Spine Stretch: Harder Than It Looks

Spine stretch is one of my favorite Pilates exercises. It is one of the original exercises. Like so many of Joe’s originals it looks simple, but there is a lot going on!

When you look at the name, Spine stretch, you get the impression that you’ll be stretching your spine. This is true. However, it is very important to do the exercise correctly or you could end up with a spine injury. Yes, I’m going to give step-by-step instructions in a minute, but this is worth saying twice.

For Spine stretch, ground down through your SITs bones and make sure your hip flexors are relaxed before you begin. If your pelvis is tucked, you are behind your SITs bones. If you begin with this form, you will cause your hip flexors to grip. When the hip flexors grip, they could pull your sacrum (tailbone) out of place. As someone who has a dislocated sacrum periodically, it’s not always painful, but when you try to sit up straight, your tailbone feels gross. It really is best to avoid dislocating your sacrum.

Spine stretch forwardAlso, when you roll forward, roll one vertebrae at a time until you feel your rib cage hinge. Your abdominals will be supporting your lumbar spine (low back). If you try to take the curved stretch too far, you could end up unintentionally applying pressure on the lumbar vertebrae. This stress could be too much and could cause an injury. Stick to the C shape and don’t roll down past the bottom rib.

Now that my safety pep talk is out of the way, enjoy this exercise! Notice how your spine moves as you articulate forward and reverse sequence to bring yourself back to a seated position.

Spine stretch

Spine stretch

  1. Sit with your legs straight in front of you, wider than your hips. Flex your feet so that you feel your heels press into the mat. Make sure that you can feel your SITs bones press into the mat. If you can’t feel your SITs bones, sit on a folded blanket or bolster. This will help reduce strain on your hamstrings and, when you get elevated to the correct height, you should be able to feel your SITs bones press into whatever you’re sitting on.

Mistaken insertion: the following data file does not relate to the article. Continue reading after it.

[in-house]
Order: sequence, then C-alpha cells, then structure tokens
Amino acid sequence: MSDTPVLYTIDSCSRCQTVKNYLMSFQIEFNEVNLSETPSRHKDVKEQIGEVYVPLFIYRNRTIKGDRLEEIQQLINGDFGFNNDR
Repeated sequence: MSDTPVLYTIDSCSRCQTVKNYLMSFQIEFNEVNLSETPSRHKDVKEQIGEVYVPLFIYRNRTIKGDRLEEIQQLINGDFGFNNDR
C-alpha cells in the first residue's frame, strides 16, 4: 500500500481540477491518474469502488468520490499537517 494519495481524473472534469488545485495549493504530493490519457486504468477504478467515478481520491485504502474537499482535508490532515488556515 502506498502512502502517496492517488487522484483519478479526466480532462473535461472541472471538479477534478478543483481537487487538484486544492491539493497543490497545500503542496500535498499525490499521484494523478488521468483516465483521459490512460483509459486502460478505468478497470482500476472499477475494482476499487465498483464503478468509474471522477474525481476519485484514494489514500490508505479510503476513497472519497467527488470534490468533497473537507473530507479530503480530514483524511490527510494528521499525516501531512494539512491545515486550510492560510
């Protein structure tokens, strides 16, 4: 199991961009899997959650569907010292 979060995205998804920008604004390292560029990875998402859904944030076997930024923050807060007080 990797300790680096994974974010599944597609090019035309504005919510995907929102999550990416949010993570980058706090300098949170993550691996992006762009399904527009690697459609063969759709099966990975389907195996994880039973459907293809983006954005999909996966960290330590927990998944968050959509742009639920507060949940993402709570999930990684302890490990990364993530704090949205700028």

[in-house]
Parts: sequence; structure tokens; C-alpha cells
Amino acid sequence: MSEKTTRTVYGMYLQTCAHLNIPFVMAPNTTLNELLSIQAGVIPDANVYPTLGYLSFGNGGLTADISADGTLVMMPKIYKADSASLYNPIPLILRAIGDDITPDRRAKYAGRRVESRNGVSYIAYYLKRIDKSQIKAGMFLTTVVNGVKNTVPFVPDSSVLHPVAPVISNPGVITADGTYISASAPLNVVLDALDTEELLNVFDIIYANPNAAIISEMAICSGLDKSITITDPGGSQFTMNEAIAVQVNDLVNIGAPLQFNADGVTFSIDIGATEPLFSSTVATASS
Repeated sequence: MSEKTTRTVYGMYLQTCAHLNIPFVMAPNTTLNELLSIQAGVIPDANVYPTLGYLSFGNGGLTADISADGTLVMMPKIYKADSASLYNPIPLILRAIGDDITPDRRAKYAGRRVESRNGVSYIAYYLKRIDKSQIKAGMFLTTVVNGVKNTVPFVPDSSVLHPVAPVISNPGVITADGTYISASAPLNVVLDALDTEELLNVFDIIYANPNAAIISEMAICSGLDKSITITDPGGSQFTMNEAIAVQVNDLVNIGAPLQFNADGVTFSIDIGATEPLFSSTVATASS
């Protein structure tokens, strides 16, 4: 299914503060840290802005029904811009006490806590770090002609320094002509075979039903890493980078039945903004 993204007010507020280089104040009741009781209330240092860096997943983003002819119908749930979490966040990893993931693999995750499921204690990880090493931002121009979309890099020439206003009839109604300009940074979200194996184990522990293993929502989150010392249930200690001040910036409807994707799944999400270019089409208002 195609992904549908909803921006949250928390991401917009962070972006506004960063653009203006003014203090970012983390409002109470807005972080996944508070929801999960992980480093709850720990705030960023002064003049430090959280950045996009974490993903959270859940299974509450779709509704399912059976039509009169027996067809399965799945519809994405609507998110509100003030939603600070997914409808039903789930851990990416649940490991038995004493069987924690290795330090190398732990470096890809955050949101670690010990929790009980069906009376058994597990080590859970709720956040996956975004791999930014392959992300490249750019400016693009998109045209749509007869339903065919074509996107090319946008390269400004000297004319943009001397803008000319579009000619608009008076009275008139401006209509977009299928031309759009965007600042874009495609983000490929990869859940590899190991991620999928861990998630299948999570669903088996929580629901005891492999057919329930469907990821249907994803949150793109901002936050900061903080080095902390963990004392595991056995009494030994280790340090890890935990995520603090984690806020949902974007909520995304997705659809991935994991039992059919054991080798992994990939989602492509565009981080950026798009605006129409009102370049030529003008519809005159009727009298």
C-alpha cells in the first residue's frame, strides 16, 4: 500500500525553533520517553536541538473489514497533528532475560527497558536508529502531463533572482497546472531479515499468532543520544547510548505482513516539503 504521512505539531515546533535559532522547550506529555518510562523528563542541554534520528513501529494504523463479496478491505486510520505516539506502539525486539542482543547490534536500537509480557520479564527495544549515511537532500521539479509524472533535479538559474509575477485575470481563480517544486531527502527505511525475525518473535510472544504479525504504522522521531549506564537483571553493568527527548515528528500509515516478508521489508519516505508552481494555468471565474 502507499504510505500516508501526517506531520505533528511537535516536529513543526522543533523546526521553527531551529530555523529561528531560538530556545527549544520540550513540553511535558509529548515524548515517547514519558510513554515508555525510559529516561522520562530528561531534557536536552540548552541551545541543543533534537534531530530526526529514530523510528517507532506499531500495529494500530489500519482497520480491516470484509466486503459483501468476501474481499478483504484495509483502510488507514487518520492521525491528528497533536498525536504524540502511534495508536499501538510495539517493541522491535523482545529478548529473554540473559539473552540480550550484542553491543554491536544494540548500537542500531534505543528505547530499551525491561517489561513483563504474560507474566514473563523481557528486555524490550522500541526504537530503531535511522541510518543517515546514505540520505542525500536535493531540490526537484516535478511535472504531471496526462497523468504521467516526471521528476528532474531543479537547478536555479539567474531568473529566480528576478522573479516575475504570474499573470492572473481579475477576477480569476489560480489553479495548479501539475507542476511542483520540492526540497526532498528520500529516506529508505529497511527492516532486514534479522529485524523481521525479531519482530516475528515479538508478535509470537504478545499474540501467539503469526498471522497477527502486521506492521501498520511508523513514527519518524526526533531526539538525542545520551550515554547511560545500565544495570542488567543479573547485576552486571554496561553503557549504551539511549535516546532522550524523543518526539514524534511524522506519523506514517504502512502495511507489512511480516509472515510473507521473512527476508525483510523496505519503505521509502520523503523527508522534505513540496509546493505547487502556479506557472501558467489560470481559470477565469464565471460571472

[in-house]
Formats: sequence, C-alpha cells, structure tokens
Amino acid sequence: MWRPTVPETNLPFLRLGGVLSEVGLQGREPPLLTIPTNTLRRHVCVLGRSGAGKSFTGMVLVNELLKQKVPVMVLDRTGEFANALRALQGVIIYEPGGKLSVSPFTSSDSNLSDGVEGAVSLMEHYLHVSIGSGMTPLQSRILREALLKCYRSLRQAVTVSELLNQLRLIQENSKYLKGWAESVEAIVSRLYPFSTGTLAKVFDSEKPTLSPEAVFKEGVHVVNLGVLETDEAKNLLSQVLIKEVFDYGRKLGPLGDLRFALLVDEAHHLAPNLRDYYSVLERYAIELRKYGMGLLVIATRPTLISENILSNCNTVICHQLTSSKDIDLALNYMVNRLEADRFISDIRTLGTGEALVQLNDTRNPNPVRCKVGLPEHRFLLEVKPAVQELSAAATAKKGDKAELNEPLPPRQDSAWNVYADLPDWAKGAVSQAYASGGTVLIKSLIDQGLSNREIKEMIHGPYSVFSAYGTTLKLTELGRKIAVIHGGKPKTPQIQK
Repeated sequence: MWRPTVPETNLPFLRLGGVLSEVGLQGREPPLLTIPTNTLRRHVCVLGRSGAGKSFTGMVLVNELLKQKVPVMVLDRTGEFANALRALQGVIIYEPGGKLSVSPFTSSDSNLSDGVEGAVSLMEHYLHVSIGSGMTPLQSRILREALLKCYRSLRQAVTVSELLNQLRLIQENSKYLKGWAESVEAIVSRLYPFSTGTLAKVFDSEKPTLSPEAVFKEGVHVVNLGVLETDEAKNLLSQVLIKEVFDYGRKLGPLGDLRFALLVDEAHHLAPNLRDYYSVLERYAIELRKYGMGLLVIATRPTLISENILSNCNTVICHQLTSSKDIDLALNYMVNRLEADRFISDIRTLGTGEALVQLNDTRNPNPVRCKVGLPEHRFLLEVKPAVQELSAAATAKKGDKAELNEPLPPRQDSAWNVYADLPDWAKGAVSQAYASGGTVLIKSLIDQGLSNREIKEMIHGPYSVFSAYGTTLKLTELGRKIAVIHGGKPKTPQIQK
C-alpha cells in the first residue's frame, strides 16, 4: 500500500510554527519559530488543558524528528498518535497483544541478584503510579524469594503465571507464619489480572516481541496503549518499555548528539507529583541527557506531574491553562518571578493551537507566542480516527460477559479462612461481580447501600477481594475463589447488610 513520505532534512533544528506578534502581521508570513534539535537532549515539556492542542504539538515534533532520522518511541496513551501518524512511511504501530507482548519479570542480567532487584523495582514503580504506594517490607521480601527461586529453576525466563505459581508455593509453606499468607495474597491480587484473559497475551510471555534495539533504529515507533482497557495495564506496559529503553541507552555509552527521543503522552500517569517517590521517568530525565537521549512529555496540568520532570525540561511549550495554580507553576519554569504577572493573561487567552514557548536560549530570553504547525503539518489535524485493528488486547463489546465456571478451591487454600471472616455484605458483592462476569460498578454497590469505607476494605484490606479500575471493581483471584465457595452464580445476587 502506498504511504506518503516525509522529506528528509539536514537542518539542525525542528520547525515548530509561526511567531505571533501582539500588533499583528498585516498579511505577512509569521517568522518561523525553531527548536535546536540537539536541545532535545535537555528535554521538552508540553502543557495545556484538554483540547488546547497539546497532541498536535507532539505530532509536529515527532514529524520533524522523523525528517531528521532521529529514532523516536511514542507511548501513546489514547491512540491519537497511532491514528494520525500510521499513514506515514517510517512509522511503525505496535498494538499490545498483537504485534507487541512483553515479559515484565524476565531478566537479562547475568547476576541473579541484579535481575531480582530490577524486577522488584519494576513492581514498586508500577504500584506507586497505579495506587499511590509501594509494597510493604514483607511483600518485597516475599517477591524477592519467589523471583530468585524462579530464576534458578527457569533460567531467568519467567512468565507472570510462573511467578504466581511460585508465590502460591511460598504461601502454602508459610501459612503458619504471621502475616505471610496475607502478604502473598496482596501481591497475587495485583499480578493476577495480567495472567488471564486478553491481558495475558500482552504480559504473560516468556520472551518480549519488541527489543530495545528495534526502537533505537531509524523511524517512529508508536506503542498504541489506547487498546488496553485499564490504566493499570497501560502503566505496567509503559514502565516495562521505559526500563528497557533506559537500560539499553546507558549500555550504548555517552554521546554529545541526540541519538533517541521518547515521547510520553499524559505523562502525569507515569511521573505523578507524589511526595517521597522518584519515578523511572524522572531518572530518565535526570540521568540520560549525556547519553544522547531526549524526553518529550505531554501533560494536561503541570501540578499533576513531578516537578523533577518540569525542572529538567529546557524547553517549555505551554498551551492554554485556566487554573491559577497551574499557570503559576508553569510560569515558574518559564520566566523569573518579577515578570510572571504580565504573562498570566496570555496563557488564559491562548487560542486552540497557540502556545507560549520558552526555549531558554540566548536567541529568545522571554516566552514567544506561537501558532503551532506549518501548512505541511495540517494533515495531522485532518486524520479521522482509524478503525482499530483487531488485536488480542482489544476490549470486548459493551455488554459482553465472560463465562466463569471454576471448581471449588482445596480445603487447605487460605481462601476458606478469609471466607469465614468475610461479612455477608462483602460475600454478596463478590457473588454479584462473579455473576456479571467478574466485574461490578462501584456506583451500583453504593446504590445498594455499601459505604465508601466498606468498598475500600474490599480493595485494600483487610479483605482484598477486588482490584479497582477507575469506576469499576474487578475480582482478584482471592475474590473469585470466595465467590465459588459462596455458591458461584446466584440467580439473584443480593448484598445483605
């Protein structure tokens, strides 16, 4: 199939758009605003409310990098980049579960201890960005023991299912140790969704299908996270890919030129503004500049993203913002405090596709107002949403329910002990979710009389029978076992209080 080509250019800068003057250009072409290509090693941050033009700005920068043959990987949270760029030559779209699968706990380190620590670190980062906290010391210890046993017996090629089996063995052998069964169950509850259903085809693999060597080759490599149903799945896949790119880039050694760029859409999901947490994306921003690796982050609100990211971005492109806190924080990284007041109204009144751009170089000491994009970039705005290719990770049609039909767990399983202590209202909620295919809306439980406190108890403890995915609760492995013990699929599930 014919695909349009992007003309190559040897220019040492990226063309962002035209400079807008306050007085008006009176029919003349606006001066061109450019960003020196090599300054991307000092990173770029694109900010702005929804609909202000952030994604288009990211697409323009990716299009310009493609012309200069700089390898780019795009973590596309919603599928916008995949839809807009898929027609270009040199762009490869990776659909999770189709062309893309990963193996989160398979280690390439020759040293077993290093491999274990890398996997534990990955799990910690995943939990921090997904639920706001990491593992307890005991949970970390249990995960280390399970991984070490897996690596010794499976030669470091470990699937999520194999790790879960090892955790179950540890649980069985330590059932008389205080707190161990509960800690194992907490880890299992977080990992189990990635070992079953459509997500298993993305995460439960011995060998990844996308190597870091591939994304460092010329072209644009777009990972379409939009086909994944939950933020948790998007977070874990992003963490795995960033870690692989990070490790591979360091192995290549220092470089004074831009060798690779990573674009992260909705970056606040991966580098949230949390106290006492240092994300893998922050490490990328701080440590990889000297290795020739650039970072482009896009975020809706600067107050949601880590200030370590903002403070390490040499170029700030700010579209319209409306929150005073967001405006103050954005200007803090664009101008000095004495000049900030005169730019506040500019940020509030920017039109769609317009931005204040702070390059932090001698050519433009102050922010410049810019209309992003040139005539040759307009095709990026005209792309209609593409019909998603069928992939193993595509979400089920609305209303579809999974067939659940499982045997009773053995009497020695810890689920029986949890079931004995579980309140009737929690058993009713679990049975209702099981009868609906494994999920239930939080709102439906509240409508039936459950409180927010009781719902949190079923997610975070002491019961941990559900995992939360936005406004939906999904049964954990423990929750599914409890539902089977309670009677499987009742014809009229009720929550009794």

2. Take a moment to sit in this position. Make sure that your hip flexors are relaxed. As you feel your SITs bones press into whatever is beneath you, feel yourself lift through the top of your head. When you lift through your spine, notice how your belly button naturally draws toward your spine.
  3. We will use Pilates breathing.
  4. Inhale to lengthen the spine and lightly engage the abdominals.
  5. Exhale and starting with your head, roll forward one vertebrae at a time. As you roll, let your hands slide along the tops of your legs, keeping your elbows straight. (This will help keep your shoulders away from your ears.) Stop after your bottom rib hinges into your body so that you make a C shape. Never collapse your upper body onto your legs. You should still feel your SITs bones pressing into the mat, and your hip flexors should be relaxed.
  6. Inhale into your spine.
  7. Exhale and reverse sequence. Draw your belly button to your spine and, starting with your lower spine, stack your vertebrae back up. Make sure your head comes all the way up to neutral when you return.
  8. You may do this 3-5 times.

Spine stretch video

Here is a video for visual learners.

For the yogis, this looks like Upavista Konasana, but it sure isn’t the same! What do you think of Joe’s version? Let us know in the comments below.

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Sarah Stockett is STOTT certified in Matwork, Reformer, Cadillac, Chair, & Barrels, Injuries & Special Populations, and CORE; a Yoga Alliance RYT-200; and has studied Active Isolated Stretching. When she is not trying to discover the best exercises to get rid of pain, she likes watching movies and travelling with her family.

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